Wednesday, December 17, 2014


Linda, appropriately clad for the season

It is time to face facts: this computer is toast.  I have spent most of the day wrestling with it, with very little useful result.  I cannot post to Facebook, I cannot use Word, and I have to wrestle with cryptic pop-up messages of doom every few minutes.  So, Saturday I will drive to the big city and buy something newer and presumably better.  Then I may see how many times I can skip this one on the Salton Sea.  Here is all I want to say right now:

As usual, I ask that you do not give me presents for Christmas.  Cards are welcome, of course.  If you feel so inclined, give a gift to Fred Hutch, using this web  address:

As of this moment it will be matched by some anonymous benefactor, who has pledged $100K for the purpose;.  If you do donate, please remember to direct your donation to ovarian cancer research. Hell, let me get in the spirit of the thing, too:  I will match any donations from now until 12/31 - up to a total of $1K.  So, Merry Christmas, and stay sober.  This advice does not necessarily apply to me.

Sunday, December 14, 2014


Linda and Ella
                                                                      In her home

It’s wonderful.  The older I grow the more I know, but the less I am certain of.  Take my political philosophy, for instance.  I have always been a small-government, free trade, laissez faire conservative.  I reasoned that this is the best, quickest way to raise the living standards of a society.  It probably is.  But now and then I run headlong onto the story of someone badly marginalized by this political philosophy – which is still in the main the modus operandi of the United States and other rich nations, despite decades of efforts by so-called “progressives” to modify it.  These stories increasingly involve health care.  Here is an example:

What to do?  Don’t ask me.  At 30 I knew.  Now I’m not so certain.

Thursday, December 11, 2014


Enjoying the Olympics
And each other

Many of you have helped keep this blog spluttering along by bringing cancer-related news to my attention.  I am hereby asking you to re-double your efforts.  For reasons that I don’t fully understand my two attempts to volunteer in cancer research seem to be dying a lingering death – at least, I rarely can find reason to journey to Seattle and get involved in something.  (Well into my ninth  decade, perhaps my skill set is beginning to become obsolete.  You think?)  But, anyway, I can still read news articles, use Google Scholar to dig deeper – and summarize the stuff I learn, to accompany yet another nice picture of my beautiful wife.  I want to keep at it, so – please – if you run on something you think I might like, hesitate not, but drop me an immediate email.  All these addresses will work:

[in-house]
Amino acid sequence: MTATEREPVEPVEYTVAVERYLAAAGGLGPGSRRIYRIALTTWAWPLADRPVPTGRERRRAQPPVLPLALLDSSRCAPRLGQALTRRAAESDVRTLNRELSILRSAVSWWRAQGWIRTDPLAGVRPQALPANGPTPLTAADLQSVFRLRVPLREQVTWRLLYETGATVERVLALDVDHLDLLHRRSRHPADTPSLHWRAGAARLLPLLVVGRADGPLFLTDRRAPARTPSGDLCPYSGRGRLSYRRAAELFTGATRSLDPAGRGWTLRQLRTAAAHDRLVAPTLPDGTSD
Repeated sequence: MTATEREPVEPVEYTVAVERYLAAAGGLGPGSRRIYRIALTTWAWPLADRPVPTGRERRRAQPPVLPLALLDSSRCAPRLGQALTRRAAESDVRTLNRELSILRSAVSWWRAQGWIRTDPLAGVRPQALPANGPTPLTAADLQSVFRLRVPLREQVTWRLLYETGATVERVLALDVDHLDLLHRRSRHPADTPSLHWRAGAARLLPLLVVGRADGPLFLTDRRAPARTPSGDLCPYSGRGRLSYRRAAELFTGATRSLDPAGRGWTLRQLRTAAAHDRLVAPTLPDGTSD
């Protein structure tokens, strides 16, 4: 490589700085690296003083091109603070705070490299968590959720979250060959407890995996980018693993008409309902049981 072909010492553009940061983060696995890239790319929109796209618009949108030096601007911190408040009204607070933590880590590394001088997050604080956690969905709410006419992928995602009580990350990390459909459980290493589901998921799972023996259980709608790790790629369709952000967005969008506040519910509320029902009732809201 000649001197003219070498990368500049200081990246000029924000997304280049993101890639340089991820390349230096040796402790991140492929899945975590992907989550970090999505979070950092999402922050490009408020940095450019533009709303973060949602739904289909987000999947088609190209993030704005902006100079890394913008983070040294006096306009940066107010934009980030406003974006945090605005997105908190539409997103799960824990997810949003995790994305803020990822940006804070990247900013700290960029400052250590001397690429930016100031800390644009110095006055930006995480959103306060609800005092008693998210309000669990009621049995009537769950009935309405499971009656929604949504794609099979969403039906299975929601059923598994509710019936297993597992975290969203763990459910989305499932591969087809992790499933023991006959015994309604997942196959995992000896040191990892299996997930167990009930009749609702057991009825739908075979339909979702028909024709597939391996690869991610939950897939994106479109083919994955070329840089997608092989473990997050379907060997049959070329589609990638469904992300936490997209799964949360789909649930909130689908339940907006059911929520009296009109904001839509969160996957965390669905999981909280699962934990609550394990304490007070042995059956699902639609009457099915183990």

Friday, November 21, 2014


The World's Cutest picture
 The World's most beautiful picture
 Almost the World's cutest picture
A picture that makes me kind of sad
Trapped inside by foul weather and gloom, I have been passing time by actually reading all of the ridiculously expensive Wall Street Journal that appears in my driveway each morning.   Normally I just read the front section, then search for a sports story – and then quickly cast the whole thing in my recycle box while feeling vaguely guilty for wasting so much money and so many trees.  However, today I discovered something that may be of interest to many of you, especially those among you who are certain that Big Pharma is ripping us off.  It is a Journal  blog, named “Pharmalot”, which deals with all manner of stuff regarding big drug companies.  Today’s column is a discussion of why some people say it cost an average of $2.7 billion to bring new drugs o market, and why lots of people feel that’s baloney.  It’s worth reading, if you have time to burn.  To read Pharmalot, just request it under that name on Google.
The main reason for this blog is to post some nice pictures to tide you over while I’m in transit.

Saturday, November 15, 2014


Reading to Simon Hunsinger